Hughes returned to public office in 1921, when he became Secretary of State under President Warren Harding. He stayed on that position after Calvin Coolidge assumed the presidency (upon Harding's death), but stepped down after Coolidge began his full term in 1925. During his tenure at State, Hughes negotiated a separate peace treaty with Germany when the Senate failed to ratify the Treaty of Versailles, chaired the Washington Disarmament Conference in 1921-1922, supported U.S. participation in the World Court, and withheld American recognition of the Soviet Union. He also increased U.S. prestige in Latin America by arbitrating disputes between countries in the Western Hemisphere, seeing to it that the United States recognized the new government in Mexico, and supported the compensation of Colombia for the 1903 Panamanian revolt, which the United States had supported. To improve morale and increase the level of talent in the State Department, he actively supported the 1924 Foreign Service Act (Rogers Act), which eventually resulted in a professional, highly-trained Foreign Service.

Upon leaving the State Department, Hughes once again returned to his law practice. He did not leave public service entirely, however, heading a commission to reform New York state government (1926) and serving on both the Permanent Court of Arbitration (1926-30) and the Permanent Court of International Justice (1928-30)., while also arguing over 50 cases before the Supreme Court.

In 1930, President Herbert Hoover nominated Hughes to replace the just-deceased William Howard Taft as Chief Justice of the Supreme Court. Despite some opposition in the Senate, Hughes was confirmed, and was sworn in on February 24. During his tenure as Chief Justice, Hughes authored twice as many opinions as any other member of his Court. Many of those opinions concerned New Deal legislation crafted by President Franklin D. Roosevelt, much of which was ruled unconstitutional. Hughes also successfully opposed Roosevelt's plan to pack the Supreme Court in 1937.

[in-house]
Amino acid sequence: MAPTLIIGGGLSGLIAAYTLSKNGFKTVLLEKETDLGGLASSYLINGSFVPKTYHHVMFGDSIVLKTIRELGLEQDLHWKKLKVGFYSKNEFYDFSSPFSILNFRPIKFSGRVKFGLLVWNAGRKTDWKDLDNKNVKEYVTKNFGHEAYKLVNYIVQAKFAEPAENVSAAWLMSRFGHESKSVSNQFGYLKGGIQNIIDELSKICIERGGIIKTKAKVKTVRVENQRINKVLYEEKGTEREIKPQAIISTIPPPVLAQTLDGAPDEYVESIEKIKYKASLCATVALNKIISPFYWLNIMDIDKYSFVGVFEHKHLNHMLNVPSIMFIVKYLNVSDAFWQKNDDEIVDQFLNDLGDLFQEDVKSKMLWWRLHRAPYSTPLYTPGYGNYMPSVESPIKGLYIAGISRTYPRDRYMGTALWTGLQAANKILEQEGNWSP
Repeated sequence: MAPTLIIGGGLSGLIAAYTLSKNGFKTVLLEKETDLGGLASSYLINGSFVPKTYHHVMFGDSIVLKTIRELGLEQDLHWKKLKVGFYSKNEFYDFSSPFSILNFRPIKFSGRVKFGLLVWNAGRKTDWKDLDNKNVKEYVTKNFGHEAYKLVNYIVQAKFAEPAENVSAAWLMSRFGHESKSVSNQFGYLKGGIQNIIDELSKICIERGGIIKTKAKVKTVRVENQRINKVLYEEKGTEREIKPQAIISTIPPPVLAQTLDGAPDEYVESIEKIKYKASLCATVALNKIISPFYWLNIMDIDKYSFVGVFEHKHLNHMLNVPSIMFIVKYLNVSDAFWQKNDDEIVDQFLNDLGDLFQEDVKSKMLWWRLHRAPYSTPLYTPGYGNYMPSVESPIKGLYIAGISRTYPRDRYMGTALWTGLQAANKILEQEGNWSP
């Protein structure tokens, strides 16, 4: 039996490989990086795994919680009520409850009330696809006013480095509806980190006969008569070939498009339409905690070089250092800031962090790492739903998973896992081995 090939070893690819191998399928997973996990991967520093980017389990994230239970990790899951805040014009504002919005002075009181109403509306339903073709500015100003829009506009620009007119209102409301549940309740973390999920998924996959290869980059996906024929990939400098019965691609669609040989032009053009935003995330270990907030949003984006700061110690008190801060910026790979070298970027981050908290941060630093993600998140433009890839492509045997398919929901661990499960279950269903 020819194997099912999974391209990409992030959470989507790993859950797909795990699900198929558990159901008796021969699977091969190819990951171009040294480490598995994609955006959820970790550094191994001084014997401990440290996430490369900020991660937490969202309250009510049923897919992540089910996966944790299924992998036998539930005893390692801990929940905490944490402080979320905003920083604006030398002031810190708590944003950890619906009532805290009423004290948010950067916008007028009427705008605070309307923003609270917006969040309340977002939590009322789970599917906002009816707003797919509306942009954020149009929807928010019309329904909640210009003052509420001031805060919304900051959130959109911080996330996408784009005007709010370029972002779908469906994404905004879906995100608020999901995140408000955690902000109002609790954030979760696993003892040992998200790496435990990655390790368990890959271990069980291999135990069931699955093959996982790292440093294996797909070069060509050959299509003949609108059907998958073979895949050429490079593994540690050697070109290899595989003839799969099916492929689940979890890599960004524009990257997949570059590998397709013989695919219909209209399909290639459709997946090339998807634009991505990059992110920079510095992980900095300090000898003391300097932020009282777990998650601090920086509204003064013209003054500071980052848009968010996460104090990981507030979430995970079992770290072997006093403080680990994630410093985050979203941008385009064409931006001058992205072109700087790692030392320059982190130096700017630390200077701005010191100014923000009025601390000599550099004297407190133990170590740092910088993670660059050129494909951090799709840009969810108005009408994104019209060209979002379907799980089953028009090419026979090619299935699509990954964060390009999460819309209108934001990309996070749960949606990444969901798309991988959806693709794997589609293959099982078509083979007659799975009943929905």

Charles Evans Hughes retired from the Supreme Court, and public life in general, on June 30, 1941. He died in Osterville, Massachusetts, on August 27, 1948.

WEB SOURCES
Encyclopędia Britannica http://www.britannica.com/EBchecked/topic/274906/Charles-Evans-Hughes
The Oyez Project http://www.oyez.org/justices/charles_e_hughes
U.S. Department of State https://history.state.gov/departmenthistory/people/hughes-charles-evans

SEE ALSO
Theodore Roosevelt
President William Howard Taft
David J. Brewer
Interstate Commerce Commission
President Woodrow Wilson
Secretary of State
President Warren Harding
President Calvin Coolidge
President Franklin D. Roosevelt

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The Robinson Library >> American History >> United States: General History and Description >> Late 19th Century, 1865-1900 >> Biography, A-Z

This page was last updated on April 11, 2017.